For all its runaway success, Yellow Brick Road got off to a disastrous start. John had wanted to record it at Dynamic Sound Studio in Kingston, Jamaica -- partly because the Rolling Stones had just cut Goats Head Soup there. "All our grand intentions came crashing to the ground once we got there and saw how abysmal the studio was," says Taupin. "The climate was hospitable, but the natives actually weren't. There were armed guards and barbed wire." Soon after they arrived, John and the group decided to ditch Jamaica. "I remember everybody jumping into whatever vehicles they could find," Taupin says, "just trying to make it to the airport. It felt like the Cuban revolution."

With the clock ticking and their budget deteriorating, they headed to France, where John had recorded his previous two albums. Taupin wrote very few songs before recording began, and every morning he'd begin penning stream-of-consciousness lyrics. Many of them -- "Goodbye Yellow Brick Road," "Roy Rogers," "I've Seen That Movie Too" -- were inspired by movies and TV shows he watched as a child. "Candle in the Wind" is a tribute to Marilyn Monroe, though today Taupin reveals he was never a big fan. "She was just a metaphor for fame and dying young," he says. "The song could have been about Montgomery Clift, James Dean or even Jim Morrison."

"Bennie and the Jets," meanwhile, was based on a rather trippy idea. "I saw them as a proto-sci-fi punk band fronted by an androgynous woman who looks like something out of a Helmut Newton photograph," says Taupin. "Years later, when I saw Robert Palmer's video for 'Addicted to Love,' I went, 'Hey, that's Bennie and the Jets!'"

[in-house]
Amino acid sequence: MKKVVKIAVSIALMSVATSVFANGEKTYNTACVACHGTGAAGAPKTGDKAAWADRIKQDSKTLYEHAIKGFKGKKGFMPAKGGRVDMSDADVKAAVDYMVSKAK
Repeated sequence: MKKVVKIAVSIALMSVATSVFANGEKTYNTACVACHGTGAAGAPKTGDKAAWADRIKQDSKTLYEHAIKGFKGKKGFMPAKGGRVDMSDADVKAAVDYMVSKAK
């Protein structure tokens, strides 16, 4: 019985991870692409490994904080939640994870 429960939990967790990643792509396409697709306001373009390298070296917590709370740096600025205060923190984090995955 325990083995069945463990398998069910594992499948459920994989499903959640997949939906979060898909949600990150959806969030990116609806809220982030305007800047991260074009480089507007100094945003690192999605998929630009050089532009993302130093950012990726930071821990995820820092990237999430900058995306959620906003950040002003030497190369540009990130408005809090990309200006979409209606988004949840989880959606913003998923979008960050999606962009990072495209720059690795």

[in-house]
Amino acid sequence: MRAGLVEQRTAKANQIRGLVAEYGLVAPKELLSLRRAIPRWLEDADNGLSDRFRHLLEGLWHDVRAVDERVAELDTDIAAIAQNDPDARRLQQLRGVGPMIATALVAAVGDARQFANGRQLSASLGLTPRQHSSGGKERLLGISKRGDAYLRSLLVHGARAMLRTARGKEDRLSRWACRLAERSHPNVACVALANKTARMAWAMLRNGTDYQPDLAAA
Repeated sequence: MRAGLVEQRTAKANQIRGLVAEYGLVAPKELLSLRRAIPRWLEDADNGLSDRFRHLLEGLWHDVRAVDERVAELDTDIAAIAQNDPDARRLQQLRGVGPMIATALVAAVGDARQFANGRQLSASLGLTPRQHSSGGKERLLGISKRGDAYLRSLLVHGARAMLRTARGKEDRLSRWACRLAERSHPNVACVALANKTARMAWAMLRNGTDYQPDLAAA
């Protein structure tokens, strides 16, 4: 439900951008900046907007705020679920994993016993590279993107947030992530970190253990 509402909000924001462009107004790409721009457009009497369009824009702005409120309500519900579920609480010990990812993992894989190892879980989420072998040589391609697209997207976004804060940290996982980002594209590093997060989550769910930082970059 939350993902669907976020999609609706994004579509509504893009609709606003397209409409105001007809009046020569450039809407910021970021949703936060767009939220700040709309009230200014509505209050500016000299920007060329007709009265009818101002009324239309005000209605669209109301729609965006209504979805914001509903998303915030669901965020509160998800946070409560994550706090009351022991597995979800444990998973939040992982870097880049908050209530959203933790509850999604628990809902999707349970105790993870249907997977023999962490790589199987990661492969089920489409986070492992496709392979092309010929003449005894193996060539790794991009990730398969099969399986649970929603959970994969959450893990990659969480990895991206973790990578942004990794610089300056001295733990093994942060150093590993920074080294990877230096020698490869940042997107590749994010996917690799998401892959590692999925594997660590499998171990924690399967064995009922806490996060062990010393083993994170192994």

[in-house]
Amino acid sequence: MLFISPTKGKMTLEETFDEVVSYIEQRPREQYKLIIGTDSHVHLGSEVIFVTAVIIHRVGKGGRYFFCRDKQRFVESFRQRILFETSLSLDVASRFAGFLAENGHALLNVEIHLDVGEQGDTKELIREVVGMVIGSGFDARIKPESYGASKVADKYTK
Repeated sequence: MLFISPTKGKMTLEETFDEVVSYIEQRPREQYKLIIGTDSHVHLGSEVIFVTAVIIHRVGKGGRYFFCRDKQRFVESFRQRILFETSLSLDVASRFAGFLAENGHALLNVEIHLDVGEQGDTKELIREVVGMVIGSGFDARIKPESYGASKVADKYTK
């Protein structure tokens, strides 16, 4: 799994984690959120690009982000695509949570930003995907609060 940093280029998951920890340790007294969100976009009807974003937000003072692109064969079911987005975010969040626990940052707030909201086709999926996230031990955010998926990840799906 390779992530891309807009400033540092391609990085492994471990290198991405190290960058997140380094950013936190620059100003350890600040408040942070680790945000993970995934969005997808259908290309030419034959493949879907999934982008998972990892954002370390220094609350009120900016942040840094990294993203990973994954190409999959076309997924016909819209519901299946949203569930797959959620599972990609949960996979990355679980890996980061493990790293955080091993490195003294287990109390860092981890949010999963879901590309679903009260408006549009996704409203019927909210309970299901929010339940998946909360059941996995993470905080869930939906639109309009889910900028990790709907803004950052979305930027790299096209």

Spiffed-Up 'Chainsaw' Scares

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A restored version of the 1974 horror classic 'Texas
Chainsaw Massacre' will hit theaters this summer.

by Clark Collis in Entertainment Weekly

Gunnar Hansen in 'The Texas Chainsaw Massacreour decades after overseeing the infamously grueling shoot for the original Texas Chainsaw Massacre, director Tobe Hooper recently returned to the horror classic to work on a 40th-anniversary restoration, which premiered at the SXSW in Austin in March. So does the director wonder if his work on the 1974 movie will ever stop? "It may not," says Hooper with a laugh. "But I'm really happy with the outcome.... The film works well as, if not better, than it originally did."

The restored Massacre hits theaters this summer and will boast 4K resolution and 7.1 surround sound, which breathes new aural life into the eerie soundtrack Hooper himself worked on way back when. "I used a lot of broken instruments," he says. "Broken violins, broken bass. Anything I could get a good sound [from] I would use," Hooper says he has heard nothing about a follow-up to last year's franchise reboot Texas Chainsaw 3D, on which he was an executive producer, but promises "there will be more Chainsaw films." His next project, meanwhile, may be a modern film noir in the vein of True Detective (which stars two Chainsaw franchise alumni: Matthew McConaughey and Alexandria Daddario). "It's a little premature to talk about it, but it's dark and emotional," says Hooper. "It's not a horror film, but it is very, very tense."